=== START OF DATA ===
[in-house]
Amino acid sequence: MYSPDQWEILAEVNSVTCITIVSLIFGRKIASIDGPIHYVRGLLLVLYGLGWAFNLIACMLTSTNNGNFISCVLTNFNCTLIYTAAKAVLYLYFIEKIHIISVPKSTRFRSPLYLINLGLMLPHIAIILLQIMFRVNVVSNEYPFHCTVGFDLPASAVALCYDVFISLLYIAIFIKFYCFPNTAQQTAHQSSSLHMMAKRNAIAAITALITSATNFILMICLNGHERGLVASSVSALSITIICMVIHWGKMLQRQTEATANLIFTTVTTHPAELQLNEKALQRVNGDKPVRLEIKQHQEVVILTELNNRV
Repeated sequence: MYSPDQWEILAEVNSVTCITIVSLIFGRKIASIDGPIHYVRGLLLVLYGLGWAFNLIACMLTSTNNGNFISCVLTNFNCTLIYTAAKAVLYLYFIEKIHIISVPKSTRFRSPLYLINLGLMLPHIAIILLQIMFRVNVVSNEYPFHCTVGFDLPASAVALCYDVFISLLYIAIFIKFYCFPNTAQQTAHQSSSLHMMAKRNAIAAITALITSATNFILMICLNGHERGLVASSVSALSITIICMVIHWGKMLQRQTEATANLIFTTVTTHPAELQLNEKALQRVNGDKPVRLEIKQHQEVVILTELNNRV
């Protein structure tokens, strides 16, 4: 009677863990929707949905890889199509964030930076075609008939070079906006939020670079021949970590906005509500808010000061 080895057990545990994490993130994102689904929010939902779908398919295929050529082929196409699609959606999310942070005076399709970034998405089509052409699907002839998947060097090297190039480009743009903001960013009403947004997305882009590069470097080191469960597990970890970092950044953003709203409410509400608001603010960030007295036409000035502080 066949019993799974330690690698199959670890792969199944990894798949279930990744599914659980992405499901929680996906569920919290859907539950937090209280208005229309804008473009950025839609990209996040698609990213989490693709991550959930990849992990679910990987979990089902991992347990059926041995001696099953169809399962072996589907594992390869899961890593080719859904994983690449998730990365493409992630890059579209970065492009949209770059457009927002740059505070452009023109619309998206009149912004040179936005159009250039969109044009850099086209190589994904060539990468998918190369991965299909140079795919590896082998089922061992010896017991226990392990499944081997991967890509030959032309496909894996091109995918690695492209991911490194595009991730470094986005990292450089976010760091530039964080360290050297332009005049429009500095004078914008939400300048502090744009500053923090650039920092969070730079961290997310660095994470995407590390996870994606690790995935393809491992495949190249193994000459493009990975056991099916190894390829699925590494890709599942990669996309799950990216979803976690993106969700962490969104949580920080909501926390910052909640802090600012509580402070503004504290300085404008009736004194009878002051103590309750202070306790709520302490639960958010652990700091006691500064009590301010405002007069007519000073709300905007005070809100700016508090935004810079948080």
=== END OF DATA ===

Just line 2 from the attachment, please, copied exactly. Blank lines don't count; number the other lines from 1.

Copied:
Amino acid sequence: MYSPDQWEILAEVNSVTCITIVSLIFGRKIASIDGPIHYVRGLLLVLYGLGWAFNLIACMLTSTNNGNFISCVLTNFNCTLIYTAAKAVLYLYFIEKIHIISVPKSTRFRSPLYLINLGLMLPHIAIILLQIMFRVNVVSNEYPFHCTVGFDLPASAVALCYDVFISLLYIAIFIKFYCFPNTAQQTAHQSSSLHMMAKRNAIAAITALITSATNFILMICLNGHERGLVASSVSALSITIICMVIHWGKMLQRQTEATANLIFTTVTTHPAELQLNEKALQRVNGDKPVRLEIKQHQEVVILTELNNRV